(2) Negatively speaking, we should "have no fellowship with the unfruitful works of darkness." Let us not weaken God's statement. Verse eleven says positively and plainly, "Have no fellowship." In other words there is no halfway ground. Our separation must be clean, and distinct, and once and for all. Having come out of the world, and its darkness, how can we have fellowship with the unfruitful works of darkness. God has said, "Love not the world, neither the things that are in the world." Verse twelve tells us that it is even a shame to speak of those things which are done of them in secret. What right do we have to talk about the works of darkness? Those works are unfruitful and altogether foreign to the fruit of the Spirit.


1. The things which are approved of God are those which are made manifest by the light. They are the things that inhabit the light, that dwell in the light, that enjoy the light. If you would go out into your yard on a summer day and lift up a board, you would find that the bugs that inhabit the darkness would run in all directions when the light shines in.

The things which inhabit darkness; in other words, the works of darkness, are distinct and opposite to the things that inhabit life; that is, the things that are the works of light. Did you ever go into a home and as you approached you heard a scuffling within, and you well knew that they were hiding away their cards and several other articles all of which are the works of darkness.

You were a child of the light, and they didn't want you to see that they walked in the shadows. Perhaps they had often boastfully said, "We are the children of the light." But the epistle of John said, "If we walk in the light, as He is in the light, we have fellowship one with another." But, "If we say we have fellowship with Him, and walk in darkness, we lie and do not the truth."

You know, as well as I, that God is light, "And in Him is no darkness at all." Therefore we ask, what fellowship hath light with darkness? If you answer there is no fellowship, then we reply, "Let us leave the paths of darkness, and walk in the light."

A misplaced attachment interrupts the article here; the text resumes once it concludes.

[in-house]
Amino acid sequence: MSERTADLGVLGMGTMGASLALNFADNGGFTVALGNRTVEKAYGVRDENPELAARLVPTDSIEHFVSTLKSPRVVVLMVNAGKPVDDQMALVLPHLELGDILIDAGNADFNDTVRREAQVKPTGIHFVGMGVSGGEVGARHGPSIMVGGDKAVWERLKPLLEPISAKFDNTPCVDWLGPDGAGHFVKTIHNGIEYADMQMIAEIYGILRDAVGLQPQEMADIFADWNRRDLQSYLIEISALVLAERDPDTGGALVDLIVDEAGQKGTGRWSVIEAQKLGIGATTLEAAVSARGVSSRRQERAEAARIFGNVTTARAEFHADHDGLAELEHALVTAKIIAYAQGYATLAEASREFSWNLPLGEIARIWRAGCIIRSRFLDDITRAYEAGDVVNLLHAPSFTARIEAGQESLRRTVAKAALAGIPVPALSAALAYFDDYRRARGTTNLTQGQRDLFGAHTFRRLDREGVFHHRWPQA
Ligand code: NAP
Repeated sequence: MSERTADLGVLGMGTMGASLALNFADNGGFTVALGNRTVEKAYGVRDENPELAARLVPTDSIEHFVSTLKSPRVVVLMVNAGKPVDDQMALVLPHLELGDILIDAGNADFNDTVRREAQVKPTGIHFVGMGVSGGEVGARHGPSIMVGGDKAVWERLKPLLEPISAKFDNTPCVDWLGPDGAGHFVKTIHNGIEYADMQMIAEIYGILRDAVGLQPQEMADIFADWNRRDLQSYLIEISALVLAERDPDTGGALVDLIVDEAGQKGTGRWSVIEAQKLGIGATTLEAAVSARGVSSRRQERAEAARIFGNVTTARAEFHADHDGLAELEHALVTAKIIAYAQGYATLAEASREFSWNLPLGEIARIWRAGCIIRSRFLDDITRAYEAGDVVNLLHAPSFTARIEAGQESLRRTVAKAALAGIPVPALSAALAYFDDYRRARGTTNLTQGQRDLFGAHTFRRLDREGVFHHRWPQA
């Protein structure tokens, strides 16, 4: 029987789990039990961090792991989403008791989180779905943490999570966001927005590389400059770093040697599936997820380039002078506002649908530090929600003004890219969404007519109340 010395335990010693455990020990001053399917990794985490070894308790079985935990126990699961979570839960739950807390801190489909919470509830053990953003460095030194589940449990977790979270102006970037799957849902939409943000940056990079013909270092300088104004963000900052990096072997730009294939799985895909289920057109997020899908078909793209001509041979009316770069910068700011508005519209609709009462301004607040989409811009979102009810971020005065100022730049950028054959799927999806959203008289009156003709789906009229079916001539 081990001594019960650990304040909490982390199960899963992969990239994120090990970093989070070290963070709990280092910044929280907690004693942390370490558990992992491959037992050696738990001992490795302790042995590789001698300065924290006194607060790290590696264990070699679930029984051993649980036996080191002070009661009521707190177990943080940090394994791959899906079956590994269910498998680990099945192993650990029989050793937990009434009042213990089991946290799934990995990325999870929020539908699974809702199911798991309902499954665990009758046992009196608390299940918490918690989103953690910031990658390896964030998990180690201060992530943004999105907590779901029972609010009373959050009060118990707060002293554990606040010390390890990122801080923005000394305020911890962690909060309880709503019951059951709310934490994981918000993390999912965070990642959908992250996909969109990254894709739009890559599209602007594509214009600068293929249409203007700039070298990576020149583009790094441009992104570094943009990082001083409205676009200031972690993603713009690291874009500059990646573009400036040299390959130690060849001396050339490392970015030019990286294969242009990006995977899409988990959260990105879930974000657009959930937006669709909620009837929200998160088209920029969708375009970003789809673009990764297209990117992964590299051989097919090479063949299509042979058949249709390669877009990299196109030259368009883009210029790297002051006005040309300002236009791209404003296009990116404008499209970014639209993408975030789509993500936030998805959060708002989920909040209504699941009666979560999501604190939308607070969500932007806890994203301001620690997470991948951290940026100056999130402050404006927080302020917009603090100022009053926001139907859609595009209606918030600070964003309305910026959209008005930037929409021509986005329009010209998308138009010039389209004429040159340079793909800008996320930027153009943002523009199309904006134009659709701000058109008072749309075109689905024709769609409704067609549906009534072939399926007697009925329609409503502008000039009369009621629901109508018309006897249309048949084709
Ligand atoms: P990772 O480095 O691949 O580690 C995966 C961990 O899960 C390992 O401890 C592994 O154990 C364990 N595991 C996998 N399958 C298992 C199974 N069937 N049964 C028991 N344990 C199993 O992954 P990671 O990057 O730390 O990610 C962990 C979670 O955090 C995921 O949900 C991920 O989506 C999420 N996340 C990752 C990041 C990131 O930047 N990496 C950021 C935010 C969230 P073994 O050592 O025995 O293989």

2. Some special admonitions to those who walk in light.

(1) Verse fourteen gives the first admonition." Awake thou that sleepest, and arise from the dead, and Christ shall give thee light." Those that sleep, sleep in the night, and therefore God wants us to wake up. Whenever we think of death we think of darkness and of gloom. Therefore, our Lord says, "Arise from the dead." In I Thessalonians five, we read; "For they that sleep, sleep in the night; and they that be drunken are drunk in the night." But let us, who are of the day, be sober." If we are the children of the light, we are not of the night nor of the darkness.

(2) Verse fifteen gives the second admonition. It reads thus, "See then that ye. walk circumspectly, not as fools, but as wise, redeeming the time." The word circumspectly means that we should walk looking around us, permitting" no evil to overtake us. As children of the day we should not walk as fools but as wise. There is no time for us to waste. The daytime is time for work, for service, and for labor. Let us therefore redeem the time. We must do this as wise, not as unwise; but understanding what the will of the Lord is.


1. A striking analogy. Verse eighteen reads like this: "And be not drunk with wine wherein is excess; but be filled with the Spirit." You remember how, at Pentecost, the people cried out, "These men are full of new wine." Peter immediately replied out, "These are are not drunken * * but this is that which is spoken by the Prophet Joel; * * I will pour out in those days of my Spirit." There is, evidently, an analogy, therefore, between being drunk with wine, and being filled with the Spirit. When intoxicated the whole being is dominated by the wine; when filled with the Spirit, the whole being is dominated from above.

2. A distinction between having the Spirit, and being filled with the Spirit. All believers are indwelt by the Holy Guest; that is by the Spirit of God. It is written, "If any man have not the Spirit of Christ, he is none of His."

Again, it is written, "And because ye are sons, God hath, sent forth the Spirit of His son into your hearts."